The result of this is that the buyer typically does not need to rely on the tax representations and warranties if the unexpected taxes arise in a pre-closing tax period.  In such situations, the pre-closing tax indemnity will usually be the preferred basis for recovery. But what if a breach of the tax representations and warranties gives rise to taxes in a period that ends after closing?  This can arise for a variety of reasons but most frequently arises when tax attributes which the buyer otherwise thought would be available are not.  Consider the following example:

It is typical for a seller to give a representation and warranty that all of the tax returns filed by the target company are true and correct in all material respects. If the target company gets reassessed such that the usability of non-capital losses of the target company is compromised going forward, should this be an indemnifiable claim for the buyer?

In order for this to be an indemnifiable claim, the buyer will need to prove that it has suffered damages as a result of the breach of the tax representation or warranty.  It cannot make a claim under the pre-closing tax indemnity, as there are no additional taxes which have arisen in the period prior to closing.   As a result, the wording of the tax representations and warranties can be of critical importance to a buyer if they are seeking indemnification in such circumstances.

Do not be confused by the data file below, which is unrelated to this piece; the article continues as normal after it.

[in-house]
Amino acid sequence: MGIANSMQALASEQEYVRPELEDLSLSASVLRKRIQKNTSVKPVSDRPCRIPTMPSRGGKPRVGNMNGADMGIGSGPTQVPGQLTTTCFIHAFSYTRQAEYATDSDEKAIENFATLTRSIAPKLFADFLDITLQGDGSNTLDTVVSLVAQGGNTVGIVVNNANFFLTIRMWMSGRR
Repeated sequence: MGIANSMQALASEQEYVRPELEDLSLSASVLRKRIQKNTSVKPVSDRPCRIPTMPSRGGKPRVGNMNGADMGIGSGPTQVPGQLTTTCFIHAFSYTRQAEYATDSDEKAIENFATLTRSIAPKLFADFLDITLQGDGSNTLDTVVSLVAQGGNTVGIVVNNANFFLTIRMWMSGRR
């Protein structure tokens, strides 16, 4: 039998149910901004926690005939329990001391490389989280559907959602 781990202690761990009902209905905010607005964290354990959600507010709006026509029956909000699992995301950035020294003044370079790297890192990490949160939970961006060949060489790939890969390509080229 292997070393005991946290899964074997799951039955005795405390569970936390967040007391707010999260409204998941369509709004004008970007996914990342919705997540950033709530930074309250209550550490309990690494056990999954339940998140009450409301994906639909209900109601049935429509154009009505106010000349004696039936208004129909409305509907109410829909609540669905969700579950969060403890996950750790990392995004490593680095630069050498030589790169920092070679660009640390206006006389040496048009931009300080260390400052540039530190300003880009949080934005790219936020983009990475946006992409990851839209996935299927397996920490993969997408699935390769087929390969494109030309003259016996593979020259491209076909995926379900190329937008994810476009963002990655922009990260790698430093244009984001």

As an observation, many sellers are becoming more attuned to this issue and it is becoming increasingly common for sellers to prohibit any claim for indemnification in respect of a post-closing tax period of the target company on this basis.   Consequently, in many share purchase agreements, the tax representations and warranties play little to no role in the indemnification process for the buyer.

Tax Representations and Warranties: Two Key Functions

While tax representations and warranties may not fulfil a significant indemnification role for a buyer in the purchase agreement, they do serve other important purposes, including aiding the due diligence process and providing a “walk right”.

Due diligence

As noted above, because the purchaser will inherit the target company’s tax history, it typically undertakes significant due diligence on the target company prior to signing the purchase agreement. This is done – even though the agreement will typically include a tax indemnity – since a buyer will generally prefer to understand any tax risks associated with the target in advance. With that knowledge in hand, the buyer can account for those risks through the negotiation of a reduction in the purchase price prior to closing, rather than relying upon the indemnity to (effectively) roll back the purchase price once an indemnity claim arises.   Moreover, the purchaser will not need to worry about its own knowledge of any adverse fact potentially impacting its rights to an indemnity claim in the future (which can be the case depending upon the “sandbagging” provisions in the agreement and the applicable governing law).